It's not that I iron clothes, but that I need to be able to press seams when I sew. And I have a bad back, so there's no way I'm going to go and get an ironing board every time I sew a seam.

My sewing machine is in the balcony along with some cabinet pieces that belong to my landlord. Two of them piled up make a great ironing-board height, so I decided to give one of them a temporary ironing-board top.

I took on old mattress protector for batting, an old thick cotton sheet for covering and with the help of Velcro strips I put my temporary ironing-board top together - and I love the result (I keep petting it when I pass it. Ibetter stop that)! And it's totally removable (and washable. and does not jeopardize my deposit).

Here's how I made it.

Step 1: 1. Measure the Cabinet Top.

thanks for this tutorial, I am making a sewing room and having a nice iron station like this is much better than a plain old ironing board.<br>Beautiful job.<br>Thanks for sharing
you're very welcome!
This is just fabulous! Thank you! After many hardships i find myself without an ironing board.... you just gave me a reason to continue sewing! *Hugs*
I'm very glad to hear that!
My mother-in-law always used a folded tablecloth spread on the carpet; and sat or kneeled while ironing. we miss her. . .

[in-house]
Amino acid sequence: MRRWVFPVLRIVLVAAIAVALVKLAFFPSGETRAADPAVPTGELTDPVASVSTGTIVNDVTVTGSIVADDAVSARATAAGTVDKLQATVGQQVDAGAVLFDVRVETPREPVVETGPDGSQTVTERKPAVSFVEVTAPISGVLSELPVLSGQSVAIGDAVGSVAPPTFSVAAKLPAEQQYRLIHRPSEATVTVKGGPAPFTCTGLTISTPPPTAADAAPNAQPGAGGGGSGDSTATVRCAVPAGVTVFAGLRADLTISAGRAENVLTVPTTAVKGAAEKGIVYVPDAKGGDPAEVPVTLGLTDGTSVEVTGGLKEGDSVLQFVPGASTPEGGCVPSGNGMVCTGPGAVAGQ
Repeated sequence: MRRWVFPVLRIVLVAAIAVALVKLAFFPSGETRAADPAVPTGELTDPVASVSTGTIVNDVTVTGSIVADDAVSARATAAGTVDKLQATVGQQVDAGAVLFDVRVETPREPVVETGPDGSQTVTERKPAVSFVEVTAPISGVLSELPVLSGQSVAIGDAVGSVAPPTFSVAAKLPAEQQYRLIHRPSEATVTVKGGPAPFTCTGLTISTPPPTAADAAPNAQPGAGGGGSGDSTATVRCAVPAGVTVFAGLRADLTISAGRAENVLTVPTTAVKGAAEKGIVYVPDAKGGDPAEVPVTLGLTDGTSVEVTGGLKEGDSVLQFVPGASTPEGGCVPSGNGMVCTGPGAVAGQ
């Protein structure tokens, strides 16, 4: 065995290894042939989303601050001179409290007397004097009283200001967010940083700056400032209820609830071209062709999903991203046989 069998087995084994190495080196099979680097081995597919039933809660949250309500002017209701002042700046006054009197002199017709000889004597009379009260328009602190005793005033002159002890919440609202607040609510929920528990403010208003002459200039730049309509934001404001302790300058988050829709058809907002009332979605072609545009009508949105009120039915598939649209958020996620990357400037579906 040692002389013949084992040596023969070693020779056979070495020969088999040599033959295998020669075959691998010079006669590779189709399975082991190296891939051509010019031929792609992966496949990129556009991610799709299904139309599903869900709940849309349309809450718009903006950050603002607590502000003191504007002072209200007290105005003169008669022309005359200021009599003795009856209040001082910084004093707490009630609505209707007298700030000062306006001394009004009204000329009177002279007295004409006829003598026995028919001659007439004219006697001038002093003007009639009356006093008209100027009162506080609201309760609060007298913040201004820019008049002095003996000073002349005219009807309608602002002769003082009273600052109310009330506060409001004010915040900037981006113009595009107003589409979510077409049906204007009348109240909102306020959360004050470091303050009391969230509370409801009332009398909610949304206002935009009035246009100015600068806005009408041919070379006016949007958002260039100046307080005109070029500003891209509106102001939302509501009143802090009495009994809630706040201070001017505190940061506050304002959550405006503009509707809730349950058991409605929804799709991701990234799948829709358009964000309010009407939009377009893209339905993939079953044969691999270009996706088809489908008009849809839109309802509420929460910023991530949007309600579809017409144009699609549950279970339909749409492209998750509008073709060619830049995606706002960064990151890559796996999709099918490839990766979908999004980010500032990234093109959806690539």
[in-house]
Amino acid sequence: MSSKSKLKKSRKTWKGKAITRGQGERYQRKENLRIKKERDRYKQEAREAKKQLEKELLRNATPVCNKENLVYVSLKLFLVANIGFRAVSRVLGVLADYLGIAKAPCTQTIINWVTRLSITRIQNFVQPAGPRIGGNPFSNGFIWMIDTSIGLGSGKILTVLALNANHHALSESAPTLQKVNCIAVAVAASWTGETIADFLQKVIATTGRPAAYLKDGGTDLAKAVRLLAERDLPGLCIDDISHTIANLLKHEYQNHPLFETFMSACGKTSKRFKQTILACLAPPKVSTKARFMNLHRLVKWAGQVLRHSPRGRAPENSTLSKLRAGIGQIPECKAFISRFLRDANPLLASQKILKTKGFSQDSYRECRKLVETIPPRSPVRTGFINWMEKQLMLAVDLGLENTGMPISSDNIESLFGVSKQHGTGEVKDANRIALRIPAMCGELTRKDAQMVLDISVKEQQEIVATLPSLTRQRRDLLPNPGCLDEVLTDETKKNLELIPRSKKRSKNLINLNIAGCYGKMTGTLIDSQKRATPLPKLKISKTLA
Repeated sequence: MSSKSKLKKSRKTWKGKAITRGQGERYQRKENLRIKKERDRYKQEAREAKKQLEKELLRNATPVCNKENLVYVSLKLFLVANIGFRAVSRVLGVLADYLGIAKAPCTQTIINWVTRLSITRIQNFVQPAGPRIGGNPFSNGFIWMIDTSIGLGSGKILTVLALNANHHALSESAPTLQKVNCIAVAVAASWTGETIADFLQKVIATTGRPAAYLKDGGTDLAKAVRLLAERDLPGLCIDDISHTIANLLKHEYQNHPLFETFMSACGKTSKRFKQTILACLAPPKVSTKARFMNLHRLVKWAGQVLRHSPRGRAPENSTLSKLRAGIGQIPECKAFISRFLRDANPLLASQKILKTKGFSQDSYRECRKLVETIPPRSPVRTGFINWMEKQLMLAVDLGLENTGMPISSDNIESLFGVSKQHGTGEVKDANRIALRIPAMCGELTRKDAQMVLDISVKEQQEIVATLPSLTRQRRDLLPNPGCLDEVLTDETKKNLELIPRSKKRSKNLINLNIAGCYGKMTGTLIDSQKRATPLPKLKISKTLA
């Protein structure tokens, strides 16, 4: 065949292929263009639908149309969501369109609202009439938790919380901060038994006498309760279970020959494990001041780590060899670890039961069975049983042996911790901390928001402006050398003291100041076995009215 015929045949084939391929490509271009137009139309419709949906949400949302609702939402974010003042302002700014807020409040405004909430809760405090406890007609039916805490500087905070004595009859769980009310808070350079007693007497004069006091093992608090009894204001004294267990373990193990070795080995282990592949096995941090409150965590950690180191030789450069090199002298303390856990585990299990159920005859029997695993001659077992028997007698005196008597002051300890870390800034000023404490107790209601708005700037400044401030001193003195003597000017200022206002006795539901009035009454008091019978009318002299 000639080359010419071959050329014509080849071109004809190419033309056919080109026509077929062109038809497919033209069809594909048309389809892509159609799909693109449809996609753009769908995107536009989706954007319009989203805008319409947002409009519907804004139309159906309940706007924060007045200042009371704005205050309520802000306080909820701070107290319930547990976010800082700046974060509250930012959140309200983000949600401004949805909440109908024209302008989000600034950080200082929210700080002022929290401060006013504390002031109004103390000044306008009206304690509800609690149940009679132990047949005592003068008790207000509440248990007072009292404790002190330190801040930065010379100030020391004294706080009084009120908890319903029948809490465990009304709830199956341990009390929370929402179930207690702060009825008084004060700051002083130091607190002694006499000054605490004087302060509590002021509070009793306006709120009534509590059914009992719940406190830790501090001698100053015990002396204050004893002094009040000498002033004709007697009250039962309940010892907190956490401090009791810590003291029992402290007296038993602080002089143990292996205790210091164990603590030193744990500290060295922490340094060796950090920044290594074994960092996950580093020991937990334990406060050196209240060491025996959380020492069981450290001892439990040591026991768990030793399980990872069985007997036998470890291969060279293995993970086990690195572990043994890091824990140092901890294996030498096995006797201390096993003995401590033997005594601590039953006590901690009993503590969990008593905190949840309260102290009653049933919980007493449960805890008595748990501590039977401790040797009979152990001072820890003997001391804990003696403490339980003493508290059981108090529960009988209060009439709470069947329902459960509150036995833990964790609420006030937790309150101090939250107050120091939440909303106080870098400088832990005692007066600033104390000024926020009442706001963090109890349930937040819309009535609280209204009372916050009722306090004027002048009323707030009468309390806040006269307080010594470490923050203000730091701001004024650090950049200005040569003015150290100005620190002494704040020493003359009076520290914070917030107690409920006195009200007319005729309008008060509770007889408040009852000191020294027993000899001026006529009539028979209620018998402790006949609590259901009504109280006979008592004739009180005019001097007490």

Why didn't I think of that?! In my tiny house I barely have room for the sewing machine, so the ironing board stays in the laundry room outside. Of course I never iron anything and there are some things waiting to be sewn. Thanks for this wonderful idea!
I read years ago to put a sheet of heavy duty aluminum foil under your ironing board cover to reflect heat back up and therefore make the ironing go a little quicker. This looks like a great idea for convenience. If i do this i have NO excuse to not get my sewing out.
you'd be surprised how easy it is to come up with new excuses (pile of things to sew aging in the background)...;-]
Smart thinking.&nbsp; I'm using a doubled-up towel on a rolling&nbsp; 3-meter high table instead of an ironing board right now (even though I&nbsp;have one!).&nbsp; I&nbsp;miss the huge pressing tables from working in costume shops.&nbsp; And the gravity-feed irons :)<br />
Three meters high?&nbsp; You must be GIGANTIC!&nbsp; :-)<br />
I am. Not a lot of people know this, but I'm actually 17 feet tall. Or I meant to write 3 feet, and then thought I should write it in metric, since the author used metric. And then I screwed it up. Stupid American Imperial system.
I, for one, welcome our 0.0257575758 furlong overlord.
<strong>Gee, mister, are you tall?</strong><br /> <br /> <small>with apologies to Tom &quot;T-Bone&quot;&nbsp;Stankis</small><br />
Are you at all concerned about the content of the batting inside the mattress pad?&nbsp; I'd be worried that I'd be melting something I couldn't see.<br />
Good point (I&nbsp;should have mentioned). The batting should be made of material that can take heat. <br /> <br /> The mattress protector I&nbsp;used is made of cotton (doesn't melt. takes heat fairly well).<br />
I added a note to the instructable. thanx for pointing it out!<br />

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